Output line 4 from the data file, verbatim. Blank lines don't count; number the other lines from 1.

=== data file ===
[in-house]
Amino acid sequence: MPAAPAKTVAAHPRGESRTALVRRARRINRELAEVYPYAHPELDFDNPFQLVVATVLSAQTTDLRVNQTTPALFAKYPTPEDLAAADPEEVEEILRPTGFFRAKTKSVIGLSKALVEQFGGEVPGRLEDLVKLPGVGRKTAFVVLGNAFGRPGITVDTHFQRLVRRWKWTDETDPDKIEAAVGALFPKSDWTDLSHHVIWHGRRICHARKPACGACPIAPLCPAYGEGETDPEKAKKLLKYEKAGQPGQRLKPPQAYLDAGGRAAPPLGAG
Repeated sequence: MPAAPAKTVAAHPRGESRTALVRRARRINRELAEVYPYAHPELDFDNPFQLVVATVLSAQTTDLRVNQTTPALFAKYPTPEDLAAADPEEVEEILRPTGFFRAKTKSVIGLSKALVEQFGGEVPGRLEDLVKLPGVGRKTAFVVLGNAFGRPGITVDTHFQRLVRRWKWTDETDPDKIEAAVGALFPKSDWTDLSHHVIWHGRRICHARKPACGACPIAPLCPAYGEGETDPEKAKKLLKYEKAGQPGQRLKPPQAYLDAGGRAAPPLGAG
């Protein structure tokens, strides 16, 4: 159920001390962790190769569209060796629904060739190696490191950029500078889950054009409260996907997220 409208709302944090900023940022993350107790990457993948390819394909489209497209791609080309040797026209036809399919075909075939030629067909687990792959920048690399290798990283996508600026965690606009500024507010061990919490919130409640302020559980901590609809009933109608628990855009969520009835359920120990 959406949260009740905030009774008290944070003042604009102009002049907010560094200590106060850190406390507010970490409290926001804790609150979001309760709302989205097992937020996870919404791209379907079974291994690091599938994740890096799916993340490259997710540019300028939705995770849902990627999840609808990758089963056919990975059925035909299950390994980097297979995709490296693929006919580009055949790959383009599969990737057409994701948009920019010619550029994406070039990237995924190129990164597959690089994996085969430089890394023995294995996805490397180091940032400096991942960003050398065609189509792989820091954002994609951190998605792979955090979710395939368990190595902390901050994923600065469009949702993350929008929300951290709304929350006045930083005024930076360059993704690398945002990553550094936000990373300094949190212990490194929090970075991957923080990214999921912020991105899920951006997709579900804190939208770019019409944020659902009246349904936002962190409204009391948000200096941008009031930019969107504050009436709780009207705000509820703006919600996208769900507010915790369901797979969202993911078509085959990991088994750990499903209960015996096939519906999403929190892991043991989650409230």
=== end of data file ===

């Protein structure tokens, strides 16, 4: 159920001390962790190769569209060796629904060739190696490191950029500078889950054009409260996907997220 409208709302944090900023940022993350107790990457993948390819394909489209497209791609080309040797026209036809399919075909075939030629067909687990792959920048690399290798990283996508600026965690606009500024507010061990919490919130409640302020559980901590609809009933109608628990855009969520009835359920120990 959406949260009740905030009774008290944070003042604009102009002049907010560094200590106060850190406390507010970490409290926001804790609150979001309760709302989205097992937020996870919404791209379907079974291994690091599938994740890096799916993340490259997710540019300028939705995770849902990627999840609808990758089963056919990975059925035909299950390994980097297979995709490296693929006919580009055949790959383009599969990737057409994701948009920019010619550029994406070039990237995924190129990164597959690089994996085969430089890394023995294995996805490397180091940032400096991942960003050398065609189509792989820091954002994609951190998605792979955090979710395939368990190595902390901050994923600065469009949702993350929008929300951290709304929350006045930083005024930076360059993704690398945002990553550094936000990373300094949190212990490194929090970075991957923080990214999921912020991105899920951006997709579900804190939208770019019409944020659902009246349904936002962190409204009391948000200096941008009031930019969107504050009436709780009207705000509820703006919600996208769900507010915790369901797979969202993911078509085959990991088994750990499903209960015996096939519906999403929190892991043991989650409230």